Ask the Dentist: No breakfast a recipe for bad breath

Luch Stock of Gentle Dental Care in Belfast says bad breath can be particularly distressing for teenagers but is preventable

Regular brushing, flossing and using a mouthwash generally leaves your breath smelling minty-fresh
Lucy Stock

MISSING breakfast has been identified as one of the most common causes of bad breath within teenagers. One study found that almost a fifth of participants admitted that they had missed breakfast and of these one in three suffered with bad breath. This means that the teens who skipped breakfast were twice as likely to suffer from bad breath.

Interestingly, only about half of those with bad breath were conscious that they were suffering from it.

"This study is very interesting as bad breath is a common problem throughout the world. Breakfast has always been widely labelled as ‘the most important meal of the day' and the effect of skipping it has long been known to be detrimental to people's diets. But now there’s another reason not to miss breakfast," British Dental Health Foundation chief executive Nigel Carter said.

"Young people who suffer from bad breath may find that it has a significant impact on their normal social interactions as they go through one of the most defining times of their lives. Those who experience this social rejection may exhibit low self-esteem. By being aware of the causes of bad breath it gives people the ability to do something about it."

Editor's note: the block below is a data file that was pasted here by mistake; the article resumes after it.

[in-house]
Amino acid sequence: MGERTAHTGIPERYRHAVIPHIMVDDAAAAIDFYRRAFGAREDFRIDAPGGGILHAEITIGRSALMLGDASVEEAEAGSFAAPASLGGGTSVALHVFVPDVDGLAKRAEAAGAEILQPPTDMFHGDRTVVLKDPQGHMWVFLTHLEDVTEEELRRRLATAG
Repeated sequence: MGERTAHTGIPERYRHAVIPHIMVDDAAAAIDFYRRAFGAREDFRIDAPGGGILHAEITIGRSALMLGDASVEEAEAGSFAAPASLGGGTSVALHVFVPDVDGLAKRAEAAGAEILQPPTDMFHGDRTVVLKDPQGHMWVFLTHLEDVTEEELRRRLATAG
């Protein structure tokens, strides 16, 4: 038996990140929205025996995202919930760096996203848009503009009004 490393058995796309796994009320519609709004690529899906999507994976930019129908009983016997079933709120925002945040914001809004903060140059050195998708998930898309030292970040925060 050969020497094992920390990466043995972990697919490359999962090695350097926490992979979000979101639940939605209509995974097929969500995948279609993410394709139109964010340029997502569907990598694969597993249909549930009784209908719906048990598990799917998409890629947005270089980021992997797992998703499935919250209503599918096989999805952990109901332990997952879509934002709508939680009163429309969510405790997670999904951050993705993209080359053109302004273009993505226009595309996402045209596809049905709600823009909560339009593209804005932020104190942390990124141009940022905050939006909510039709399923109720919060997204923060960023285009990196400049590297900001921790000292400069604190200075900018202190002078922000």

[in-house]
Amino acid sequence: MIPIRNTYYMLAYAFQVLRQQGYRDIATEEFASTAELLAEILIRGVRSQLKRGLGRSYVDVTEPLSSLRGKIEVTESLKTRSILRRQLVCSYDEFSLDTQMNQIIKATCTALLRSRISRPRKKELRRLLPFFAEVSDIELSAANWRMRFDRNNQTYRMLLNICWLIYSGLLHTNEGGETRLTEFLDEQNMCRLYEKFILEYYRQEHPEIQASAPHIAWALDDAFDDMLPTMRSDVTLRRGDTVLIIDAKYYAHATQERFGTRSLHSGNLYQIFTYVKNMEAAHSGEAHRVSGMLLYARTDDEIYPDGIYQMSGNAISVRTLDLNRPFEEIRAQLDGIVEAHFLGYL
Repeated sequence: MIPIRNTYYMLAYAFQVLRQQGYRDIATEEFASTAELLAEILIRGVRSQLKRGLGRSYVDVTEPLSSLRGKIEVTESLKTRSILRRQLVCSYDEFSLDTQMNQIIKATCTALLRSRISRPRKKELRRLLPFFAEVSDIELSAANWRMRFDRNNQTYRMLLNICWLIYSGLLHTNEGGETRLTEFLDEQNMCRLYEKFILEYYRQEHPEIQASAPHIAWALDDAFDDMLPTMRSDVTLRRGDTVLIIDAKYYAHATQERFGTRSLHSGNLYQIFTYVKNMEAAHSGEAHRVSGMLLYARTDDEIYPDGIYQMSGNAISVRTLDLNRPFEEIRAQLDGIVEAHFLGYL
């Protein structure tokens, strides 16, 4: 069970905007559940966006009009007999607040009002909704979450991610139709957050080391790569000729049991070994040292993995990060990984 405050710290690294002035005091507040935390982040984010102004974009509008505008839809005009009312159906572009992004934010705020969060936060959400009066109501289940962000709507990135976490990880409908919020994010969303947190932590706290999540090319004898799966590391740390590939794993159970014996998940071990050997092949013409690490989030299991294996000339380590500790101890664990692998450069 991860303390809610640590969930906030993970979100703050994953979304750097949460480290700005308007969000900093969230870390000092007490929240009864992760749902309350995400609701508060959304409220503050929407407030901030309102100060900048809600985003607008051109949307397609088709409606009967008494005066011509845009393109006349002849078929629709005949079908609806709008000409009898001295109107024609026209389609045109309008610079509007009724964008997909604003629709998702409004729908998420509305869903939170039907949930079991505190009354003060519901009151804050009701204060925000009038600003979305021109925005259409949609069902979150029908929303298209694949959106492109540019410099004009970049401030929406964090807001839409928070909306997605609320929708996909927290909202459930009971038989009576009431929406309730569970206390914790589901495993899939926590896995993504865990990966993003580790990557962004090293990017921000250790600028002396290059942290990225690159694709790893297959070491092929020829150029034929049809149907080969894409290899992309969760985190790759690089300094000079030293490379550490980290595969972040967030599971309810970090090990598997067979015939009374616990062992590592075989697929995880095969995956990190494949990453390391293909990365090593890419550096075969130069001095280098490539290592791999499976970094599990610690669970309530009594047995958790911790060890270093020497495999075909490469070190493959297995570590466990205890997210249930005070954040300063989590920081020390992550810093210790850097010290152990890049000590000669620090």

The research also revealed that not cleaning the tongue thoroughly was another major factor in developing bad breath. Persistent bad breath is usually caused by the smelly gases released by the bacteria that coat the teeth, gums and tongue. But bad breath may also be caused by an underlying condition including infections in the throat, nose or lungs; sinusitis; bronchitis; diabetes; liver or kidney problems.

"We probably all know someone who has bad breath, but very few people feel brave enough to discuss the problem. It is obviously a very delicate matter to tell someone they have bad breath. However, once a person knows they have bad breath, they can get to the bottom of the problem and deal with it.” Dr Carter said.

To ward off bad breath, visit the dentist for a check up. Brush twice a day every day and use a mouthwash like Ultradex. Try cleaning your tongue with a tongue scraper to remove any smelly bacteria. Clean in between your teeth with ‘interdental' brushes – brushing alone only cleans about 60 per cent of the surface of your teeth.


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